Prajodh Rajan is an education entrepreneur, responsible for guiding the strategic direction and growth of Lighthouse Learning. Under his leadership, the company grew from 2 Pre-Schools in 2001 to 1000+ Pre-Schools network in over 400 cities and added over 30 K-12 schools across multiple brands. Leading a workforce of over 1500+ employees, Prajodh’s vision of creating a world-class environment for his team has led Lighthouse Learning to be amongst ’50 great place to work’ in India.
The Covid-19 pandemic brought along with it the need for widespread digital transformation, and the education sector is no exception. While for most sectors this ushered in a positive change, it seems like education and learning have suffered a major setback.
Online/remote learning and schooling has led to a massive “learning gap” which is cutting across countries. Due to reasons ranging from unstable internet connections to simply the inability to grasp what’s being taught due to the lack of physical classes, students are lagging behind in most subjects and have a lot of catching up to do before they can resume physical school.
Who is the worst hit by the learning gap and why?
At the beginning of the 2021-22 academic session, students were found to be lagging behind in reading by approximately three months and around four months in mathematics. Further, school closures have also led to an increase in absenteeism rates among students, with 2.7 times as many students being chronically absent from school as compared to before the pandemic. While absenteeism and dropout rates are levelling off for students from high-income backgrounds, for those from low-income backgrounds it continues to worsen. Even in the face of adversity, one can see there’s barely any equity in how the learning gap affects students from different backgrounds.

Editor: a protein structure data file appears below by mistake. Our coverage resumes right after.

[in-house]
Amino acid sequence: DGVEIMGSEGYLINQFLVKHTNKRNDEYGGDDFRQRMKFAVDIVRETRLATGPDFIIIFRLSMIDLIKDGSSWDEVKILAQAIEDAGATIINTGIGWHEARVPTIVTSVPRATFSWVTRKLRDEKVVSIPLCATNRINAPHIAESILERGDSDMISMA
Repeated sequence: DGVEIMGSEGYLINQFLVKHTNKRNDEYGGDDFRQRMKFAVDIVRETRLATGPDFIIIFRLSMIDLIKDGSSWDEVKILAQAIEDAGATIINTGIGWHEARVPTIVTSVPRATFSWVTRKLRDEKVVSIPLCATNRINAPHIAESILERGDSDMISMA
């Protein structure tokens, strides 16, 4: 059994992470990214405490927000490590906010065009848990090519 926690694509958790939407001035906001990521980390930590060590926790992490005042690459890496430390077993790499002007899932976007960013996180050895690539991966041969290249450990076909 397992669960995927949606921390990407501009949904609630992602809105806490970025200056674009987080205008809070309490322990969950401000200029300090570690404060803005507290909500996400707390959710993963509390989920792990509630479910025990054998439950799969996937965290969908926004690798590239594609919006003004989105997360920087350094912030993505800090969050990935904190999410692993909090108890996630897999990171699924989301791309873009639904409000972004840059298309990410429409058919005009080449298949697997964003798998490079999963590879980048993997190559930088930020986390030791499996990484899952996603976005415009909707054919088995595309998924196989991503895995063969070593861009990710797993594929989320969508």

Despite the usage of digital aids, remote learning does not seem to have been as effective as physical classes. The digital divide has made it difficult to provide an equitable learning atmosphere for all students. The lack of proper physical infrastructure, such as electricity and a proper learning environment at home, combined with the dearth of access to electronic devices, smartphones, and the Internet, are among the major factors responsible for the ever-growing learning gap.
Gender inequity and unavailability of learning material in a language that students are familiar with, have only added to the trouble. Even when an Internet connection or stable electricity is available, research shows that girls and boys do not have equal access to it. Among children aged 5-14 years, the ability to use the internet stands at 9.8% for the boys and goes down to 7.6% for the girls. The same survey also highlights the fact that when a family is short on resources, the male child’s education is often prioritized while the girls bear the unfair burden of household chores, further impending their education.
The digital divide often builds on existing inequalities and it is evident that this is exactly why certain groups have been worse off when it comes to the learning gap.
What can schools do to reduce the learning loss?